Neophyte bloc to rebuild Maluso via good governance PDF Print E-mail
Wednesday, 02 March 2016 11:17

An emerging bloc of young Muslim leaders will venture into local governance to “rebuild” a historic Basilan seaside town from devastations wrought by domestic drug problems that had earned for the area the tag narcotics capital of the island province.

The troubled municipality Maluso, one of the six pioneer towns in Basilan created in the 1970s by then President Ferdinand Marcos following the change of what was before an island city to a six-town province, also has high prevalence of clan wars involving families keeping firearms both as status symbol and as protection from adversarial groups.

Security officials said Maluso is comparable with Jolo, capital town of Sulu, in terms of circulation of methamphetamine hydrochloride (shabu) by peddlers with links to armed lawless groups (ALGs).

There are drug peddlers in Maluso and in Jolo operating even in the immediate surroundings of Islamic worship sites, according to sources from the Philippine National Police.

A neophyte reformist political group, comprised of Muslims and Christians led by mayoral candidate Hanie Bud, former manager of the Regional Ports Management Authority in the Autonomous Region in Muslim Mindanao (ARMM), even made “rebuild Maluso” a campaign pitch to convince local folks to help Maluso rise again as a peaceful settlement like it used to be, where Muslims and Christian had co-existed as neighbors in the past.

Bud’s running mate, vice-mayoral candidate Omar Aron, had served as mayor of the same town during the time of President Corazon Aquino.

Bud is contesting the reelection bid of Maluso Mayor Indanan Daud.

Muslim and Christian religious leaders in Maluso have long been complaining of the town’s being a major transshipment point for shabu in Basilan.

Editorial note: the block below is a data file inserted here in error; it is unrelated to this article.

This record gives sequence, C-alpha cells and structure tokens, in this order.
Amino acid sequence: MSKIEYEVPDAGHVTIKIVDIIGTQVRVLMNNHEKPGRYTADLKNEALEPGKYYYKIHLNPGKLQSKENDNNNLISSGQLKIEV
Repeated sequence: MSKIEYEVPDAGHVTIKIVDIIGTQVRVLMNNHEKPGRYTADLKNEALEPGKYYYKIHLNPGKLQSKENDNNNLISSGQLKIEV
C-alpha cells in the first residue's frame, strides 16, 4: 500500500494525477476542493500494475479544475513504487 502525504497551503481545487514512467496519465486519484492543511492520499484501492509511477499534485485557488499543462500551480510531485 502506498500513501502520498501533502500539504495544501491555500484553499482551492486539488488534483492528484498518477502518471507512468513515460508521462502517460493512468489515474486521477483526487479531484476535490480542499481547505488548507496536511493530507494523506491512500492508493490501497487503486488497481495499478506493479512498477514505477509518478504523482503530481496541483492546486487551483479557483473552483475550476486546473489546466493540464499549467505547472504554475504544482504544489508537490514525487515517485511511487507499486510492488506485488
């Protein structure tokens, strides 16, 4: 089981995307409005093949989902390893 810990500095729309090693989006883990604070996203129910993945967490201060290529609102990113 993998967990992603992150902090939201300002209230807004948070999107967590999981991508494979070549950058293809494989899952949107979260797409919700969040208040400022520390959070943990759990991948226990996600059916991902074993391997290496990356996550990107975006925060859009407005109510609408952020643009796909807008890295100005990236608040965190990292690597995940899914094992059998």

The drug trafficking activities there had virtually eroded the image of the municipality from a historic seaside enclave that rose after World War II, where big logging companies had offshore log ponds from where marine vessels loaded timbers that were shipped to Manila and abroad from the 1950s until the late 1960s.

It was the logging operations then in the town that ushered in the influx of Christian settlers who established villages in the surroundings of Maluso.

Maluso has 20 barangays, where drug traffickers have been operating with impunity, according to police and military sources.

“There is a need to rebuild Maluso from the ashes of conflicts and from the damages caused by peace and order problems,” a former provincial official, who asked not to be identified for security reasons, told the daily Zamboanga Times.

Barangay officials said there is also a need for the military and police to tightly secure all voting precincts in Maluso during the actual polling day in May this year.

Barangay folks said shabu is sold like hotcakes in some areas in the town proper by peddlers residing in Port Holland, in Calle Basa, and around the public market in Maluso.

The town has 22,954 registered Muslim and Christian residents.

Supporters of Bud and Omar, among them incumbent barangay officials and local merchants, are confident the two candidates can address the domestic drug problems effectively if elected during the May 2016 elections.